The Hebrew people waited for centuries for the Messiah to come. Their constant prayer was, “Maranatha,” which in Aramaic means, “Come, O Lord.” They waited, not necessarily patiently, but anxiously, for the fulfillment of the promises made to David and confirmed through the prophets. Even when it appeared that hope was lost, the prophets taught them that the promise would still be fulfilled and that they should cling to that promise, and hold on to hope. In Jesus, this promise, and this hope, was fulfilled.
The early Church also prayed, “Maranatha! Come, O Lord.” They, who had seen the Old Testament prophecies fulfilled in Christ, looked forward to, waited for and hoped for, and prayed for, the Second Coming of Christ. We have waited for 2,000 years, and the promise of Jesus is still valid. He will come again. And when he does, he will bring forth the Kingdom in its fullness. We celebrated that reality two weeks ago on the Feast of Christ the King, the final Sunday of the Church year.
In the season of Advent, we recall the hope and prayer of the Hebrew people waiting for the Messiah, and we stir up our own hope for the return of Christ at the end of time. We are not just preparing for Christmas. We are preparing for Christ. That is something very different. Our Advent cry is also, “Maranatha! Come, O Lord.”
Will you and I be around to welcome Christ when he comes on the clouds, in his glory, as the trumpet of Gabriel sounds its mighty blast? Who knows? It could come today, or tomorrow, or it could be hundreds or thousands of more years in coming. Even if we are not around at the end of all time, we will be around for the end of our own time. Each of us will come to the end of our lives, and we will meet Jesus. We may be a bit slower to pray, “Maranatha! Come, O Lord!” in that regard.
So, in Advent, we prepare for three comings of Christ—his First Coming in powerlessness and silence in Bethlehem, and his Second Coming at the end of time, and our own personal experience of the return of Jesus, at our death. How do we prepare?
If Pope Francis made an announcement that Jesus had appeared to him and that he had announced that he would return in his glory this Christmas Day, how would we react? How would we get ready? I don’t think we would spend a lot of time writing Christmas cards, baking cookies, or stringing lights.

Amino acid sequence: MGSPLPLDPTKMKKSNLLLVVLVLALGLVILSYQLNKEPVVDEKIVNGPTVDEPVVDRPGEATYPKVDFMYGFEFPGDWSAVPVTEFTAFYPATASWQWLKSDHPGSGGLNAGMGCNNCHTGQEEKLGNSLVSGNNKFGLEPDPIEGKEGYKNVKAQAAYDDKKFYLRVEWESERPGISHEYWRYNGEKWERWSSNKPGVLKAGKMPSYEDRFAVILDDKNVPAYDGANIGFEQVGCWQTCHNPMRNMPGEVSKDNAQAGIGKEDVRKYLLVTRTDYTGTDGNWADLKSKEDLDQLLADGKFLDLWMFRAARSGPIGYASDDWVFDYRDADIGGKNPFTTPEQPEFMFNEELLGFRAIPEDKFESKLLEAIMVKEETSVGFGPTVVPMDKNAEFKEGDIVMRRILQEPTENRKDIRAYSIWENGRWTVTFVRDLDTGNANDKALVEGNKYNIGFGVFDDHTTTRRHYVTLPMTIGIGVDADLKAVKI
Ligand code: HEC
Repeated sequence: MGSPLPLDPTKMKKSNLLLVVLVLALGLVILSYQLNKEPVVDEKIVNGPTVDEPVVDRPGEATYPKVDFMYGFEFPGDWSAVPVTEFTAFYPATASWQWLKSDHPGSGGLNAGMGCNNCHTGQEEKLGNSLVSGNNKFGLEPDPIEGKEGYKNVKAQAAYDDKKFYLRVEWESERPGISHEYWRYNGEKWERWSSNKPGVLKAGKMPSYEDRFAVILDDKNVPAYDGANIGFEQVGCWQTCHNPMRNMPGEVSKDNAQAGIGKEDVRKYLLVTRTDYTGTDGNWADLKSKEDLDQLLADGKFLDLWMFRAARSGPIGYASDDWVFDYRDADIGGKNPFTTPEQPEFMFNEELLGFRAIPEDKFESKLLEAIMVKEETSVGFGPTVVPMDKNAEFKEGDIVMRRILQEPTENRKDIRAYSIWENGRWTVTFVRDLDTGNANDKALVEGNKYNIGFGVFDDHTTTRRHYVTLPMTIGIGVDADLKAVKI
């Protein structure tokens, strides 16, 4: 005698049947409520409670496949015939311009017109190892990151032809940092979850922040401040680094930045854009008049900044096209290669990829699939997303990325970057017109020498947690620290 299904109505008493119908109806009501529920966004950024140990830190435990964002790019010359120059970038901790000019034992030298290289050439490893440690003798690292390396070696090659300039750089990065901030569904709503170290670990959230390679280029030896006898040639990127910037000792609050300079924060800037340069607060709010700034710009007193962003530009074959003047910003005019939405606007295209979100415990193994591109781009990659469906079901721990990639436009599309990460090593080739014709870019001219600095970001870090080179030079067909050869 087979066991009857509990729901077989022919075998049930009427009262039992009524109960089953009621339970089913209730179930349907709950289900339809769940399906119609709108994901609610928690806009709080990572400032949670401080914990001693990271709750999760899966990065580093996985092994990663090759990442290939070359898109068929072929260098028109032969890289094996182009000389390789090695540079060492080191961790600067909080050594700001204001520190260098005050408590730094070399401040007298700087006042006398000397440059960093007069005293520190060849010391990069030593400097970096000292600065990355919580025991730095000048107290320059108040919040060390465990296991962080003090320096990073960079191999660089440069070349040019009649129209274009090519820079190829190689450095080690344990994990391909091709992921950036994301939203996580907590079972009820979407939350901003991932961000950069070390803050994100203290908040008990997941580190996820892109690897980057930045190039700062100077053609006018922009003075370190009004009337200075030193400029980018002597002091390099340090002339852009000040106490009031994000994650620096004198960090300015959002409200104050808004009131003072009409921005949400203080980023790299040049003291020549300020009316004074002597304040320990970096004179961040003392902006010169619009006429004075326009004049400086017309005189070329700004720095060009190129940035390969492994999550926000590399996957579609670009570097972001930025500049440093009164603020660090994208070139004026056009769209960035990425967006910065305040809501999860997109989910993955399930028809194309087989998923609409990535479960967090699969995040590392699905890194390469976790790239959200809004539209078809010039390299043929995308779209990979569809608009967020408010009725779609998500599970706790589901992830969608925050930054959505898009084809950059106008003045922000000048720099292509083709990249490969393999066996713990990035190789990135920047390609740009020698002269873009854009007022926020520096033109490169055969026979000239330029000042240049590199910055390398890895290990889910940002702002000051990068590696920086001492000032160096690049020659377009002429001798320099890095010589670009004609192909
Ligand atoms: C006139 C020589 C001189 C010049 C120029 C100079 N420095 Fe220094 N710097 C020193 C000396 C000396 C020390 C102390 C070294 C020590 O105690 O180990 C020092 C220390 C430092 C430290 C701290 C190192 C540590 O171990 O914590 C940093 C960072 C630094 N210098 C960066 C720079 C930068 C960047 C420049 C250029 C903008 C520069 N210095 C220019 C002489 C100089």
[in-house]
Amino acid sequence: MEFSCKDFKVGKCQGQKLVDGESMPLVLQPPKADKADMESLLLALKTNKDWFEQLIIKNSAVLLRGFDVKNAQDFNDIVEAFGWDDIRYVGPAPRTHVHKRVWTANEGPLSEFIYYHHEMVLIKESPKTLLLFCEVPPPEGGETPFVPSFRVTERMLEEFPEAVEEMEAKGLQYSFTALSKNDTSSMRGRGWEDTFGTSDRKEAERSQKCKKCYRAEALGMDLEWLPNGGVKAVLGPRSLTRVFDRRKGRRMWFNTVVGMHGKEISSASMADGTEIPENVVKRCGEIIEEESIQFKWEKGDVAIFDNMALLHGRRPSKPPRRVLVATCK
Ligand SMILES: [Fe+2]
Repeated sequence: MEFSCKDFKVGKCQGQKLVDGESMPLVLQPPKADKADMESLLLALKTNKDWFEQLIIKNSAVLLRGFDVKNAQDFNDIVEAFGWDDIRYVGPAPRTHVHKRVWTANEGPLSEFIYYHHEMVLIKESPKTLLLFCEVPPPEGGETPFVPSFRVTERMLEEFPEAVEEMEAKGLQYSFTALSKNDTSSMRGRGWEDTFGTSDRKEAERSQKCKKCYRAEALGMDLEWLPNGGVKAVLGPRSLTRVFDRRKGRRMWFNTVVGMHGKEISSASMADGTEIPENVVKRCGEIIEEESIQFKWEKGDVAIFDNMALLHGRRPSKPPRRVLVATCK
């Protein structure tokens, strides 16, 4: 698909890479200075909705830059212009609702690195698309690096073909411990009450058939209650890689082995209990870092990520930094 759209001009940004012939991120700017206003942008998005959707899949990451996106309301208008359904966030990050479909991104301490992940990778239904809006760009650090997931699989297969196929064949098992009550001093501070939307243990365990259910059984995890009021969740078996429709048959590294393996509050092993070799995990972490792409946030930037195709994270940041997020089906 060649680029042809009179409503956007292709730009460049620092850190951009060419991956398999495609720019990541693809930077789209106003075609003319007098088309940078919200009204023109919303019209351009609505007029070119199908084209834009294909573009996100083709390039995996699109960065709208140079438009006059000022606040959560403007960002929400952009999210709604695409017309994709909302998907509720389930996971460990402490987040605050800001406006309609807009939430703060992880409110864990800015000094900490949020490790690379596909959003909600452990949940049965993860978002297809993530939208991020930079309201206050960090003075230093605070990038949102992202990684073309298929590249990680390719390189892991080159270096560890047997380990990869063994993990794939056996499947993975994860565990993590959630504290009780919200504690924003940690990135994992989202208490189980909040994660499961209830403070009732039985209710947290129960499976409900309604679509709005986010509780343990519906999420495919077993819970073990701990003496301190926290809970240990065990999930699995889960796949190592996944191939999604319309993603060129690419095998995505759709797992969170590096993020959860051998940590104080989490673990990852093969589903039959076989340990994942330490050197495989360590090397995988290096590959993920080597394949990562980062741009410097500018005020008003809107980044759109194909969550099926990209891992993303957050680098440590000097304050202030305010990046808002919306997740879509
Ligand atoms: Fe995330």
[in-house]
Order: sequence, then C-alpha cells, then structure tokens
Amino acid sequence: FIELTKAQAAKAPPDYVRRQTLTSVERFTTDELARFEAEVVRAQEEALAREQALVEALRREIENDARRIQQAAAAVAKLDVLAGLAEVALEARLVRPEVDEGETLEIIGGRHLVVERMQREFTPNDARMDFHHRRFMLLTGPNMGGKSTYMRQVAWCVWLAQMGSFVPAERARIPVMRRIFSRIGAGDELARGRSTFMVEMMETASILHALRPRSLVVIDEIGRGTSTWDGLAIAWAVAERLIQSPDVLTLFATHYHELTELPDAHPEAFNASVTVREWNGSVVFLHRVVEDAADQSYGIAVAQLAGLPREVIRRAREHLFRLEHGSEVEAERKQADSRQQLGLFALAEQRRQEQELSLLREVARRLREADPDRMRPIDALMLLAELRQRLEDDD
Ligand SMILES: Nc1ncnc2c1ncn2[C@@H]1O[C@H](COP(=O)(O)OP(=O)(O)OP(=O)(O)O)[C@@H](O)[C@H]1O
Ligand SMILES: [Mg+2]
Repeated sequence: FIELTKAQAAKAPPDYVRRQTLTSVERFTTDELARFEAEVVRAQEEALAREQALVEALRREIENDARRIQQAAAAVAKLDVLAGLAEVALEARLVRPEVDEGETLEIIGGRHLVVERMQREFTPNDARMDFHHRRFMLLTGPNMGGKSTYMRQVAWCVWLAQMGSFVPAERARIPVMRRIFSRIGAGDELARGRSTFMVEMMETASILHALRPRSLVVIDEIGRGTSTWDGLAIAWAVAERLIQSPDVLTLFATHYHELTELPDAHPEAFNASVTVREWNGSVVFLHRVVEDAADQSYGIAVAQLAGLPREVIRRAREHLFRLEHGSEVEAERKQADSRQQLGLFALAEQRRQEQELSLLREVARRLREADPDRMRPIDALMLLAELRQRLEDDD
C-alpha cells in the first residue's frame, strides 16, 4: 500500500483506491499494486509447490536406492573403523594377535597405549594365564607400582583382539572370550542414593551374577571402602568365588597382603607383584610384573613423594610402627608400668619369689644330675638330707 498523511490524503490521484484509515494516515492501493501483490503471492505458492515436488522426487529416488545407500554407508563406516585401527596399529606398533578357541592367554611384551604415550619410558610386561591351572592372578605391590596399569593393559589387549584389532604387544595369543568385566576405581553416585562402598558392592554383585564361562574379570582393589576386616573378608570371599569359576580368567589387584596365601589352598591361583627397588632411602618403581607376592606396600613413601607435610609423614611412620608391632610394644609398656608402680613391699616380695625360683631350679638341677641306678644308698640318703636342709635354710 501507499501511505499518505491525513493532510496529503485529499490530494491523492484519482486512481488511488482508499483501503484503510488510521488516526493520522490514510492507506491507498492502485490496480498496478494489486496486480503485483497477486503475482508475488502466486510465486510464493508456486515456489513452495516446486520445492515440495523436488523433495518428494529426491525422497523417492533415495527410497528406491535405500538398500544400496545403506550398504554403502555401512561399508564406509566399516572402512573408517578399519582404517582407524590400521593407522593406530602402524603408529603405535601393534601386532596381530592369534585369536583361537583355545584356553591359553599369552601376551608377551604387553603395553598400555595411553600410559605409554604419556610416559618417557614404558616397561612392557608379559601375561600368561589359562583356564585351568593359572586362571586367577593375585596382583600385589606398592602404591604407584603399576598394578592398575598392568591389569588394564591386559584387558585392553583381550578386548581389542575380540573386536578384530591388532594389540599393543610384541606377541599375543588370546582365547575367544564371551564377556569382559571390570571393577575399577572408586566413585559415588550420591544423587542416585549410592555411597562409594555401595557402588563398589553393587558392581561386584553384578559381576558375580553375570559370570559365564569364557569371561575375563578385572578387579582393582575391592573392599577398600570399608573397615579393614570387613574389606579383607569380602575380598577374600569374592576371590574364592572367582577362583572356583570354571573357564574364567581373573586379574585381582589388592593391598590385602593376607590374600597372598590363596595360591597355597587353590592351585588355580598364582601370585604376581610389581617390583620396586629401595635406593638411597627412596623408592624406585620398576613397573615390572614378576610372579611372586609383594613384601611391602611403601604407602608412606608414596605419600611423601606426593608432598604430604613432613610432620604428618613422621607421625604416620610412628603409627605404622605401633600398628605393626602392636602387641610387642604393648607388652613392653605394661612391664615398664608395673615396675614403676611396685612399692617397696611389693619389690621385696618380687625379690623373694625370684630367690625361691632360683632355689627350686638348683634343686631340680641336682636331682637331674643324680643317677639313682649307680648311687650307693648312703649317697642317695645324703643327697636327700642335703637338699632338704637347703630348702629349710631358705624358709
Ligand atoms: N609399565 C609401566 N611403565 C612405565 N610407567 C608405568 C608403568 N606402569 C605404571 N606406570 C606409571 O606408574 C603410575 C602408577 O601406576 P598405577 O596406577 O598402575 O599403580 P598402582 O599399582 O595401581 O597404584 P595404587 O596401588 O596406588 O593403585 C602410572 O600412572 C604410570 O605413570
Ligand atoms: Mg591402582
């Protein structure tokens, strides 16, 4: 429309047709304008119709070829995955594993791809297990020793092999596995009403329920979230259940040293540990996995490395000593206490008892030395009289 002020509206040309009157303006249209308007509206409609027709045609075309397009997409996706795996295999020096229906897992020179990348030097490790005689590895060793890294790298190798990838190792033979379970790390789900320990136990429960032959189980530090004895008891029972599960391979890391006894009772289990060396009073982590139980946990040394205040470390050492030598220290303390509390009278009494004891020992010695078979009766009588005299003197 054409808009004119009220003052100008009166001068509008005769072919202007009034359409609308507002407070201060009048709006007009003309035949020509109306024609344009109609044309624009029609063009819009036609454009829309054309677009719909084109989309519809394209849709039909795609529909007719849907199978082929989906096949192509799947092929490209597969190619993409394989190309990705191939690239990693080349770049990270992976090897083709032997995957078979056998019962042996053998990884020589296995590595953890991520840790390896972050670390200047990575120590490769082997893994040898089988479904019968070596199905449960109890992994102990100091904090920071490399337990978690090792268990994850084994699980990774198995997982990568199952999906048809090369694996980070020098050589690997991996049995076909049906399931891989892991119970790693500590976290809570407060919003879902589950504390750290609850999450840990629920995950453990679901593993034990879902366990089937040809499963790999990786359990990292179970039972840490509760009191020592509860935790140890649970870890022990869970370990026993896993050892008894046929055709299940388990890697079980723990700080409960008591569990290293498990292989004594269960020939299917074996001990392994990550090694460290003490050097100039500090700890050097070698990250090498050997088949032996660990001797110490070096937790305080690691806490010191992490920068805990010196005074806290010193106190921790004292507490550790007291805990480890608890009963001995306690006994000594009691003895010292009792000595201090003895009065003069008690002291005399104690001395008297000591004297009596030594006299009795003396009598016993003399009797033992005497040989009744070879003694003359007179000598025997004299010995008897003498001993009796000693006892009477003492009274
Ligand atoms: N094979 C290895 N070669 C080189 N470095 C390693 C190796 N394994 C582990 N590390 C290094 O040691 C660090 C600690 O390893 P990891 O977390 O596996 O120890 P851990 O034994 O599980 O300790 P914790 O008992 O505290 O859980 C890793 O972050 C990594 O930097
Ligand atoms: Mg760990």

First of all, I think that we would each want to make sure that we were right with God, that we had made a good Confession, and had received absolution so that we would be spiritually ready to meet Christ when he returned. This is an important part of our Advent season. It is a penitential season in which we are strongly encouraged to go to the Sacrament of Reconciliation.
We have confessions at 11 am on Tuesdays and Saturdays, and during Advent, I am hearing confessions after the 9:30 am and 11:30 am Masses on Sunday. You can also call and schedule a confession at other times. If you don’t want to go to confession here, check with other parishes near you. Go to confession!!!!
Secondly, if Christ was returning on Christmas Day, we would spend more time in prayer, turning to Christ, seeking his strength, his courage, his mercy, his compassion, his love. Perhaps we would double down on our prayer for our children and other loved ones, who have drifted away from the faith, asking Jesus to send his Holy Spirit to lead them back before the end. We would pray for them to the Blessed Mother. Many of us who do not pray the rosary regularly would begin to do so. Let us recommit our lives to prayer during this season of Advent.
Thirdly, there may be some unfinished business in our relationships with others. Perhaps there are people who we need to forgive. Jesus has warned us that if we refuse to forgive others, neither will we be forgiven. Do we want Jesus to return while we are clinging to unforgiveness, resentment, and bitterness? Is there anyone whom we need to ask for forgiveness, someone we have hurt or wronged in some way, whom we have not reconciled with? Are there people we need to tell that we love them, that we are appreciative of all that they have done for us, that we admire and respect them, and look up to them?
It certainly is alright to decorate our houses, buy gifts, bake and cook, and sing Christmas songs during this Advent. But let us make sure that we do not miss the more essential things that we can do to prepare for Christ’s return.
Maranatha! Come, Lord Jesus!
-Fr. Mike Comer